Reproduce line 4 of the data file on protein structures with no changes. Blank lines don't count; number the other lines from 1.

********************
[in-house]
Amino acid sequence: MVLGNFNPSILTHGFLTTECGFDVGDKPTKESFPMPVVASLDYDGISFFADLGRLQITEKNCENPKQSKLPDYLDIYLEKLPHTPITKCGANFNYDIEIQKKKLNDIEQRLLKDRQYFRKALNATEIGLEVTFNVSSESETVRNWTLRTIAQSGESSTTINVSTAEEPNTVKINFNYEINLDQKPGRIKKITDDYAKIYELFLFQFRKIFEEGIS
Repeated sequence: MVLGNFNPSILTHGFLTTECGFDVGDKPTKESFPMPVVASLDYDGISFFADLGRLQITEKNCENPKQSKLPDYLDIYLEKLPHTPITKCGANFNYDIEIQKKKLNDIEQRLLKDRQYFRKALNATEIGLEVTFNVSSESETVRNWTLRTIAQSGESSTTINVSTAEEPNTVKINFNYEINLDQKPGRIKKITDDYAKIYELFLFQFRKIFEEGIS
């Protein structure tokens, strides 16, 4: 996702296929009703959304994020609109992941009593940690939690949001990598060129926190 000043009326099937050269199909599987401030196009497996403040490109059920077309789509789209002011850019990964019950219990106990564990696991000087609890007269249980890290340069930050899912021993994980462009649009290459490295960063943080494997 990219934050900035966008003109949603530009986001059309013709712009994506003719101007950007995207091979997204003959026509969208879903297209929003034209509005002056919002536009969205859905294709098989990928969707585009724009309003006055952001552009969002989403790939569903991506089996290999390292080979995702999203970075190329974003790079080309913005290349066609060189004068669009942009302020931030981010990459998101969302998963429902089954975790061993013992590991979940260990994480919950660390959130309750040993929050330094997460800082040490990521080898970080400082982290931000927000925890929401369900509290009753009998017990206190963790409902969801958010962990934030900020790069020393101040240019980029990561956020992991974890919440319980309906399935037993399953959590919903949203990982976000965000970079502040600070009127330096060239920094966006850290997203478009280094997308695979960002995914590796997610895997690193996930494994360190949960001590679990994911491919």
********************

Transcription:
């Protein structure tokens, strides 16, 4: 996702296929009703959304994020609109992941009593940690939690949001990598060129926190 000043009326099937050269199909599987401030196009497996403040490109059920077309789509789209002011850019990964019950219990106990564990696991000087609890007269249980890290340069930050899912021993994980462009649009290459490295960063943080494997 990219934050900035966008003109949603530009986001059309013709712009994506003719101007950007995207091979997204003959026509969208879903297209929003034209509005002056919002536009969205859905294709098989990928969707585009724009309003006055952001552009969002989403790939569903991506089996290999390292080979995702999203970075190329974003790079080309913005290349066609060189004068669009942009302020931030981010990459998101969302998963429902089954975790061993013992590991979940260990994480919950660390959130309750040993929050330094997460800082040490990521080898970080400082982290931000927000925890929401369900509290009753009998017990206190963790409902969801958010962990934030900020790069020393101040240019980029990561956020992991974890919440319980309906399935037993399953959590919903949203990982976000965000970079502040600070009127330096060239920094966006850290997203478009280094997308695979960002995914590796997610895997690193996930494994360190949960001590679990994911491919």